Binge drinking is common, especially among college students. Binge drinking means drinking as much alcohol as needed for one to get drunk. Drinking to oblivion leads to the production of high blood alcohol levels that pass the 0.08% driving limit. Misguided college students often use the free time to practice binge drinking with their friends. Worse off, some colleges have cultures that support and encourage drinking. Among the dangers of binge drinking is developing an alcohol use disorder. However, an outpatient alcohol rehab program in NJ can help individuals avoid the dangers of binge drinking.
Dangers of Binge Drinking
Heavy drinking not only affects one individual but also their close friends and family members. Problems related to drinking alcohol intensify when one puts their health and that of others at risk.
Some of the dangers of binge drinking include:
- Risking injury: Binge drinking puts you at risk of getting minor cuts, concussions, or broken bones. Individuals with high blood alcohol content are at high risk of getting injured. These Injuries involve muscle sprains, fractures, and bruises. People with anxiety or depression may experience life-threatening effects.
- Performing poorly in school: Excessive drinking of alcohol affects the performance of the student. Some may prioritize drinking over studying for an exam, completing homework, and attending classes. These students may end up paying extra costs to retake their courses.
- Being a victim of assault: Alcohol puts you at a high risk of sexual and physical assault. This is because it lowers your inhibitions. Perpetrators of sexual assault often attack victims who are drunk or who drink more frequently. Sexual assault may cause sexually transmitted diseases (STDs), psychological damage, or unwanted pregnancies.
- Developing health issues: Sometimes the effects of binge drinking occur after years or months of using the drugs. Heavy drinking may cause inflammation of the pancreas, high blood pressure, liver damage, among other health complications. College students who drink alcohol frequently are likely to develop a dependency later in life.
- Committing criminal activities: Someone under the influence of alcohol tends to behave differently than when sober. They may end up committing minor or major crimes. Some of these harmful criminal activities include homicide, kidnapping, and battery. Those who commit crimes while under the influence of alcohol face legal punishments like jail time, suspended license, probation, and fines.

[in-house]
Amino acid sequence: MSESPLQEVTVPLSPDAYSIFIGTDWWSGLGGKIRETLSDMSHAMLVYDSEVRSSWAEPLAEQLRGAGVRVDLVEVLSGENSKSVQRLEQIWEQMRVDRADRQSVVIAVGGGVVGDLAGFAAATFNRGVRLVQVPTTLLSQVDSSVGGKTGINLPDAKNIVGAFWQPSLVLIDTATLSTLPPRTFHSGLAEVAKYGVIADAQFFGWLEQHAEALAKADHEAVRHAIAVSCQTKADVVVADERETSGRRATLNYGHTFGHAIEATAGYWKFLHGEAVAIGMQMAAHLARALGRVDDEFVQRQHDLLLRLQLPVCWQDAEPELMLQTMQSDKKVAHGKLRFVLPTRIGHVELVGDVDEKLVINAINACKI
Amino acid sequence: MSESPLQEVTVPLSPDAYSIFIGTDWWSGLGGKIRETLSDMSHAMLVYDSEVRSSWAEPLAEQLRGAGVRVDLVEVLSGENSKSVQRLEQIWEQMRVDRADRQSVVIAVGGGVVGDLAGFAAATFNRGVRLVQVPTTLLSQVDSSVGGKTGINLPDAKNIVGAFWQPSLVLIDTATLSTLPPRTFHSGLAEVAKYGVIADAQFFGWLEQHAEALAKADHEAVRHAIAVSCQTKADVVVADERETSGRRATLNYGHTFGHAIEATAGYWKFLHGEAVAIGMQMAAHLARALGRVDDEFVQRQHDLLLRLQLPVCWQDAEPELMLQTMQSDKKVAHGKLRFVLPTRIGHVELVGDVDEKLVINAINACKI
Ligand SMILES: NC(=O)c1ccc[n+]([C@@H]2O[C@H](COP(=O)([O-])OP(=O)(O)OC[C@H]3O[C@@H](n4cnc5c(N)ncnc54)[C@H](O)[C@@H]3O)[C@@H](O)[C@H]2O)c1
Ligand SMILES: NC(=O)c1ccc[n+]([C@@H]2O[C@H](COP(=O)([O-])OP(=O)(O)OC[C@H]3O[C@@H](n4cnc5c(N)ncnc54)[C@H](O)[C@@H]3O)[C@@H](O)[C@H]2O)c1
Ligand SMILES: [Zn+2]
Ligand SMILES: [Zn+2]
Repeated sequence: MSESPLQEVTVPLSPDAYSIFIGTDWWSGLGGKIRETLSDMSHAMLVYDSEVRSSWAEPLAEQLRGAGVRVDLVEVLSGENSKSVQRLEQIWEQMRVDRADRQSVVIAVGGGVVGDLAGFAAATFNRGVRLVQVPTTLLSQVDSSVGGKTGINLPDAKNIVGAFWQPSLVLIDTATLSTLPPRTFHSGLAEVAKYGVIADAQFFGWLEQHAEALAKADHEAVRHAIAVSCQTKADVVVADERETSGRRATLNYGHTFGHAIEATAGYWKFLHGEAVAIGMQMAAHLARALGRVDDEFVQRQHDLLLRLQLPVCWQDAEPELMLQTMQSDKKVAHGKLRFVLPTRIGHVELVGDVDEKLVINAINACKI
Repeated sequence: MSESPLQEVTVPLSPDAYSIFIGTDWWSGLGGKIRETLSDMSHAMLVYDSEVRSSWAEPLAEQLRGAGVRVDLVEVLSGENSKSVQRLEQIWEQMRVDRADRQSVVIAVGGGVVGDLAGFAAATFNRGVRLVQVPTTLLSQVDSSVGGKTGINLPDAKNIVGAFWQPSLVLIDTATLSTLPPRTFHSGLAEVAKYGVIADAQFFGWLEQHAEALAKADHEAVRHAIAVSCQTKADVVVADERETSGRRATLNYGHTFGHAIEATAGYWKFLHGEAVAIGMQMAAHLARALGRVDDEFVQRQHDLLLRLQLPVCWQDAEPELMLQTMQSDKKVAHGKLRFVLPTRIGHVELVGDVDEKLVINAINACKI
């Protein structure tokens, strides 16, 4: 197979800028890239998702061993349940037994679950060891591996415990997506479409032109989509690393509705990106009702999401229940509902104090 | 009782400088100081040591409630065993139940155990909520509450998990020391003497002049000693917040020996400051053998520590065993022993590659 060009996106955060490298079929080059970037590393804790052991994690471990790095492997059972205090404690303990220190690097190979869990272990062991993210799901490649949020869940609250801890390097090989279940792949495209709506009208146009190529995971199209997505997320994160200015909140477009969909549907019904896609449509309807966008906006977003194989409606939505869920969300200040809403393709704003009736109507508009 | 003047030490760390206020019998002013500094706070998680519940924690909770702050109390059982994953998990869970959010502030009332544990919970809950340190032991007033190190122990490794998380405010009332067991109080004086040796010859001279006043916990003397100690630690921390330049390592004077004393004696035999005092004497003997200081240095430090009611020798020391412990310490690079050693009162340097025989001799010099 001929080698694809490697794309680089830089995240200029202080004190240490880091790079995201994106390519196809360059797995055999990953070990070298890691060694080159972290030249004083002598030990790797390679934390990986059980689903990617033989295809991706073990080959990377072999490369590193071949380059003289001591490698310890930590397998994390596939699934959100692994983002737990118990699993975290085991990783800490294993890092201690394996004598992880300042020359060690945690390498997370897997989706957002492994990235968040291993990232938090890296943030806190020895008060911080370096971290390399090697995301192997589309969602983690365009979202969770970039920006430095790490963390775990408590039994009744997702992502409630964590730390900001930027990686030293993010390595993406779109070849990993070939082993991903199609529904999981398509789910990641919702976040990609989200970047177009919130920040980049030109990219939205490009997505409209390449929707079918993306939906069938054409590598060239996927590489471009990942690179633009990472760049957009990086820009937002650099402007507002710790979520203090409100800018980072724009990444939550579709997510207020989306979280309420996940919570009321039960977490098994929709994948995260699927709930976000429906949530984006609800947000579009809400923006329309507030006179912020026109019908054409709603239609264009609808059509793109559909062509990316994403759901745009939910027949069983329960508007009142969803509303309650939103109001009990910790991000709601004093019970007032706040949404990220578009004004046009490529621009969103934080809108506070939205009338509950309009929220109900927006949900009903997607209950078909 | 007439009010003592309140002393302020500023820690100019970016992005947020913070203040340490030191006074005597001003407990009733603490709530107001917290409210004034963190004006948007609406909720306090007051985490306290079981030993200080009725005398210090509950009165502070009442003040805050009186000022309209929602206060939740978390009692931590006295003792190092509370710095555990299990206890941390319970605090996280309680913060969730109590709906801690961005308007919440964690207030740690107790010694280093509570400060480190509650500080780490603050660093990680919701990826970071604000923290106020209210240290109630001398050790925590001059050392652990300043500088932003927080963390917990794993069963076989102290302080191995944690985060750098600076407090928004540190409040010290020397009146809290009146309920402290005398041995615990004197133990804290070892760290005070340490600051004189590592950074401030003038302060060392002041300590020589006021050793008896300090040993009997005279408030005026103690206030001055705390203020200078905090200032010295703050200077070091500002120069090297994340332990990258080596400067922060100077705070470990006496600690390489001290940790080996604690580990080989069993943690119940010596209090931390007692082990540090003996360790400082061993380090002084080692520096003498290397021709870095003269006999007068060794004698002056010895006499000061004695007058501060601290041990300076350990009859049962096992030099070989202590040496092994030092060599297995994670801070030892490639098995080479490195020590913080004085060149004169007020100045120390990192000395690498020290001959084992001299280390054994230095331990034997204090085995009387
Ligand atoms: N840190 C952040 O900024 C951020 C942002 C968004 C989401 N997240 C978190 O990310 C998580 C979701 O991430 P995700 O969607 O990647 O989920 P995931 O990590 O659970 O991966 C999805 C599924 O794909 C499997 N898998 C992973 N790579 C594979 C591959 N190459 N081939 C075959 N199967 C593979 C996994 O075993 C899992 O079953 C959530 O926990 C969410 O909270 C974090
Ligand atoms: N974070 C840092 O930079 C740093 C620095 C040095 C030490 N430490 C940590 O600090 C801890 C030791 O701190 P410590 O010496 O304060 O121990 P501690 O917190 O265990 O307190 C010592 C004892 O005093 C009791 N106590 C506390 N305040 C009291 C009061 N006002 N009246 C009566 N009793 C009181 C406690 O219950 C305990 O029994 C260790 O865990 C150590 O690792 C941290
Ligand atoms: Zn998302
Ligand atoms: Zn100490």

Treatment for Binge Drinking at Victory Bay Recovery Center
Most of the staff members and medical providers at Victory Bay Recovery Center understand the recovery journey. This makes the environment even more comfortable and safe for clients. The recovery center ensures clients get the quality care they deserve. It does this by matching the clients to specific clinicians to challenge and support them when necessary.
Addiction treatment programs available at Victory Bay include:
- Dual diagnosis treatment program: This helps to tackle other behavioral, mental health, and emotional issues that come with substance abuse. Some of the co-occurring disorders include anxiety and depression
- Outpatient drug rehab center: This program is ideal for individuals who have work or personal issues to take care of. They can receive treatment for their addiction problem while still staying at home
- Intensive outpatient program: This program emphasizes relapse prevention and community integration.
- Family therapy program: The facility takes the family through counseling to enable them to understand addiction. They also learn how to best provide for their loved ones struggling with alcohol and drug addiction
Avoid the Consequences of Binge Drinking
If you’re afraid yourself or your loved one is at risk for experiencing the dangers of binge drinking, it’s time to seek out help through Victory Bay Recovery Center. The team is ready to help you on your road to recovery from alcoholism. Contact Victory Bay Recovery Center today by calling 855.259.1624.